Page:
Well, as a reader, I slammed the book shut at this point.
I confess I always used to get Margaret Drabble and Margaret Forster confused -- similar names, ages, background, and subject matter. But now I won't. Forster is a good novelist and Drabble isn't....more
A definite step up from Summer Half -- this is another family romp from Angela Thirkell, with a few familiar characters playing bit parts, notably theA definite step up from Summer Half -- this is another family romp from Angela Thirkell, with a few familiar characters playing bit parts, notably the irrepressible Tony Morland and his mother, Lydia Keith (my favourite character in Summer Half), and the urbane Noel Merton. This time the very vague plot is built around the rich maiden aunt and her inheritance, but it really doesn't matter -- it's all about the relationships. How lovely that in the grimness of 1939 Thirkell could write such a fluffy book. Lots of fun, and yes, I nearly cried with laughter at Lydia's antics on the merry-go-round at the church fete. "I say, someone's on my cock!" she bellows as she approaches.
Mr Grant, really quite glad of an excuse to dismount, offered his cock to Lydia, who immediately flung a leg over it, explaining that she had put on a frock with pleats on purpose, as she always felt sick if she rode sideways ... "Hurry up and get into the swan!" "We'd better," said Mr Merton to Mr Grant, "or Lydia is capable of riding all over the field after us on the cock."
And so on. In the end the people who should get together duly do, and it all ends happily ever after. Wonderful escapism. I'm hooked now, luckily there are plenty more in the series....more
This book is adorable. It would be easy for characters in this type of comic novel to be caricatures, but Thirkell never falls into that trap; her chaThis book is adorable. It would be easy for characters in this type of comic novel to be caricatures, but Thirkell never falls into that trap; her characters have dark sides as well as surface sillinesses. Like Jane Austen she has a waspish humour which is well deployed in this book, particularly on the male characters ("Mr Fanshawe, who like most of his sex would enthusiastically neglect any woman, however charming, to talk to any man, however dull" is worthy of Austen herself).
Yet you can feel sympathy for even the less likable characters such as Richard -- she takes care to give them some more noble features too, and allows them to develop in the course of the story. Her casual sketching of the family dynamics of the Tebbens, and the difficulty of being gentry but much poorer than the neighbours, is both funny and perceptive. The conversations between cat and donkey were a touch of whimsy too far, but this novel is a short, entertaining read -- great as padding between more serious works....more
This is my least liked of the Thirkell novels I've read so far. It's set largely in a boy's school, which is less congenial than the family settings oThis is my least liked of the Thirkell novels I've read so far. It's set largely in a boy's school, which is less congenial than the family settings of the others, and the characters are less rounded. Colin and Rose are particularly one-dimensional, and young Tony Morland is a lot less obnoxious than he was in High Rising. I liked Lydia though, and as ever there are some entertaining moments.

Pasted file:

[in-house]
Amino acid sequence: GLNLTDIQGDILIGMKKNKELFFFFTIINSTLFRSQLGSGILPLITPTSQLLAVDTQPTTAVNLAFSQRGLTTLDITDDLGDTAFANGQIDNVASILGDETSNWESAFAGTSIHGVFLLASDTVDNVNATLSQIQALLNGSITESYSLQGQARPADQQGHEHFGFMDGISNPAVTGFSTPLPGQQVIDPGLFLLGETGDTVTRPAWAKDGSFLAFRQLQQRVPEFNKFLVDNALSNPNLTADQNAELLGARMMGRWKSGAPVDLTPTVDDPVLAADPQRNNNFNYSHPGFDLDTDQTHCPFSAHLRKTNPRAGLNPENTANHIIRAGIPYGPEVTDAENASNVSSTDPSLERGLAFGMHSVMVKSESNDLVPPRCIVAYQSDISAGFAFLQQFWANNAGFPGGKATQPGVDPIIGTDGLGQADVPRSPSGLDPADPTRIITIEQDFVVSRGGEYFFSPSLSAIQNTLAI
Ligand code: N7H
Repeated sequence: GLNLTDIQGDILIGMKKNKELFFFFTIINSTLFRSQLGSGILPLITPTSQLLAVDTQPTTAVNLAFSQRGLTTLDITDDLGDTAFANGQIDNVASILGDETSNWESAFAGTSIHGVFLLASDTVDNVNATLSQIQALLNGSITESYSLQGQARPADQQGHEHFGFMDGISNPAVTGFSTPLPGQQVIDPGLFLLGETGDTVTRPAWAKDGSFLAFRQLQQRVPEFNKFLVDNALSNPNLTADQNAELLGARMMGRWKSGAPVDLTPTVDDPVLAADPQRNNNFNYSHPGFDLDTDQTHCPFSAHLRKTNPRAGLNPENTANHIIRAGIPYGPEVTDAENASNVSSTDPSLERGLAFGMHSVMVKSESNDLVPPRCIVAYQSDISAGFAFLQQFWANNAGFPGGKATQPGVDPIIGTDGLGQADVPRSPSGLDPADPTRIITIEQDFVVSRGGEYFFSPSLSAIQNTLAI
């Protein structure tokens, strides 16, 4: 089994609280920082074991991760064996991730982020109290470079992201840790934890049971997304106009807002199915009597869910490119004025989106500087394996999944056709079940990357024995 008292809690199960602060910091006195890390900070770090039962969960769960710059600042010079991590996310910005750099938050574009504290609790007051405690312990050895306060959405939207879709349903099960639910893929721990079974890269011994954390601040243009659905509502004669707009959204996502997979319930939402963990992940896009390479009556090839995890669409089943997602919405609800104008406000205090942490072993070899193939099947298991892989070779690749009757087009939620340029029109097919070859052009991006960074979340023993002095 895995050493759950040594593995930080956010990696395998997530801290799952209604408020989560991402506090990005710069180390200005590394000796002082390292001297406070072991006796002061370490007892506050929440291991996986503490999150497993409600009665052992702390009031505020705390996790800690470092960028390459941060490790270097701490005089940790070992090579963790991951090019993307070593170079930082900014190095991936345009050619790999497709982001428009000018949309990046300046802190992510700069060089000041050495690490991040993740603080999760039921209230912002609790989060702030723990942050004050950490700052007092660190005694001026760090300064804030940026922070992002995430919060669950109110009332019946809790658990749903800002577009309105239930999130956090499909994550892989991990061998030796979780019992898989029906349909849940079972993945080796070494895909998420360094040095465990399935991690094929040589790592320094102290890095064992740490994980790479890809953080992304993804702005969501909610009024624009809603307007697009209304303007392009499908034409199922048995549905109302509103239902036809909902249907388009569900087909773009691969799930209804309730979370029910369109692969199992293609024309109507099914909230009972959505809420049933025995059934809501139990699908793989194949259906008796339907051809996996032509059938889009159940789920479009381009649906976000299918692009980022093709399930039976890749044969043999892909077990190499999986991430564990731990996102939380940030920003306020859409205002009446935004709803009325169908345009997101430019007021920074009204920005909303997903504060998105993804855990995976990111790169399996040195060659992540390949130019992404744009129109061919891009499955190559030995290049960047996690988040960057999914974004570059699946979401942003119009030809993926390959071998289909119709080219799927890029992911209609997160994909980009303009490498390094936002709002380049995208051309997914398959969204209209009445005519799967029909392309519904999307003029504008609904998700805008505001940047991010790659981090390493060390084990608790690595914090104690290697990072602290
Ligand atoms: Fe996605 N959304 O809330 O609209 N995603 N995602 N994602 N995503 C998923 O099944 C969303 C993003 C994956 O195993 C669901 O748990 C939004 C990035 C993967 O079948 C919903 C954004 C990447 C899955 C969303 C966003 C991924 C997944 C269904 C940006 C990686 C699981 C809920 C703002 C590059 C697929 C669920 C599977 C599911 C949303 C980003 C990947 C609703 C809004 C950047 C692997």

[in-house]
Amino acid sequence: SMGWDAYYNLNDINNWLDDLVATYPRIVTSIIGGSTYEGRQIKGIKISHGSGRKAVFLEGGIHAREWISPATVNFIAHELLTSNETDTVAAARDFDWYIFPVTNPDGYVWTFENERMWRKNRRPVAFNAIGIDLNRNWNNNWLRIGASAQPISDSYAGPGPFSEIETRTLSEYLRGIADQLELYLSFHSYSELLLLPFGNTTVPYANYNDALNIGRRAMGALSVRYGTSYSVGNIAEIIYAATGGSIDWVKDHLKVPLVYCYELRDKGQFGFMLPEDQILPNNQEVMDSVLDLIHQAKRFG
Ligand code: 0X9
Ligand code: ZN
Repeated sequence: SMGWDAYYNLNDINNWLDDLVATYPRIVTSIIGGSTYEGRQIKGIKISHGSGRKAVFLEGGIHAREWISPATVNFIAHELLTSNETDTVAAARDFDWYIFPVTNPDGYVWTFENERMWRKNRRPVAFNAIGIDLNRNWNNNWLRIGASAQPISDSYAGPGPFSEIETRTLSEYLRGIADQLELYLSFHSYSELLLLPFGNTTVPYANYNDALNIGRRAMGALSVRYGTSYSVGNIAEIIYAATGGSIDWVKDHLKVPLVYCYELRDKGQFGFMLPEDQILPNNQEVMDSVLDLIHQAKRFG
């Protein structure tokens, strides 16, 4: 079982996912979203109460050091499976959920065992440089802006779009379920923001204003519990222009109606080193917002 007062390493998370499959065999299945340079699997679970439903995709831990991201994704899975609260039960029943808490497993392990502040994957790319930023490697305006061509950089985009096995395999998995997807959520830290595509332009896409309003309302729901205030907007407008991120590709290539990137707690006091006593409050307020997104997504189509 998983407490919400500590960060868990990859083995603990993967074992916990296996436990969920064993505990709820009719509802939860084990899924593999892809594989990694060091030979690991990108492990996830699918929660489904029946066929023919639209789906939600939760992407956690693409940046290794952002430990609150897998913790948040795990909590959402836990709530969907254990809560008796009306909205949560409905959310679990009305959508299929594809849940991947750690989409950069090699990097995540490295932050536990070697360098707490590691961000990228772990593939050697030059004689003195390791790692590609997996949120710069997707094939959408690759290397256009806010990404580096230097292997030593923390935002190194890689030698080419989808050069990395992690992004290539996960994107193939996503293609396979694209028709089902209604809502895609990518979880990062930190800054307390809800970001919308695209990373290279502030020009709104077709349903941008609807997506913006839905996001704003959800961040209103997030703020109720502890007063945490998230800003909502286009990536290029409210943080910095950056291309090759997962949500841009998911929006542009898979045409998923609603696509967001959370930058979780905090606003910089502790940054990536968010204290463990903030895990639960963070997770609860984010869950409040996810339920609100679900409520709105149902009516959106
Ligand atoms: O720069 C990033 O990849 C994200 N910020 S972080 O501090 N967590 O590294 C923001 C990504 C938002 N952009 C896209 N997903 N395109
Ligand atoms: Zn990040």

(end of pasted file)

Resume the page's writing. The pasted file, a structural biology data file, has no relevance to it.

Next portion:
PS the GR book summary is full of spoilers! I know Thirkell's plots are predictable, but still ......more
I'd read rave reviews of this book, and I enjoy "unreliable narrator" novels, so when I saw it half price in a sale, I snapped it up. What a disappoinI'd read rave reviews of this book, and I enjoy "unreliable narrator" novels, so when I saw it half price in a sale, I snapped it up. What a disappointment. It fell very flat and was certainly not gripping or unputdownable. I never felt any concern for any of the characters, because most of them are just shadowy background figures whose names meant nothing -- I couldn't remember who was who beyond Grace, Hannah, Mr Hardie, and Mrs Grant. Grace is not likeable -- that's fine, I don't need to like the "heroine" of a novel to enjoy it. She's manipulative and self-centred. I didn't care whether she was acquitted or not, so there was no suspense.
Really good unreliable narrator novels give the reader enough information to judge just how unreliable the narrator's version of events is. For example in Elizabeth Is Missing, the other characters are cleverly used to shed more light on situations Maud herself doesn't understand. I don't want everything spelt out -- there need to be grey areas -- but we never really get a chance to see Grace through others' eyes in any meaningful way. I'd have liked to read the story through Hannah's eyes -- she seemed a more intriguing character. Many loose ends were introduced for no apparent reason: the box in Hardie's pocket, the chest full of gold. The other lifeboats for that matter. Were all of them lost? If not, why were none of their occupants present at the trial?
Finally, it's derivative. Hitchcock's Lifeboat springs to mind, but the basic premise of the choices to be made in this situation (sacrificing individuals to save others) is fairly obvious. And then -- I think it's no accident that the heroine is called Grace. It irritates me to even write this, but Margaret Atwood's Alias Grace is about an unreliable narrator called Grace facing trial for murder, telling her story in flashback to an outside male observer. At the end of the novel you still aren't sure what to believe (whereas in The Lifeboat you very quickly get the idea that in every difficult situation she's encountered, Grace has ensured her own survival at the expense of others). If Charlotte Rogan thinks her book can stand comparison to what is arguably Atwood's best novel, well, she is sadly mistaken. Hmm, must re-read the Atwood!...more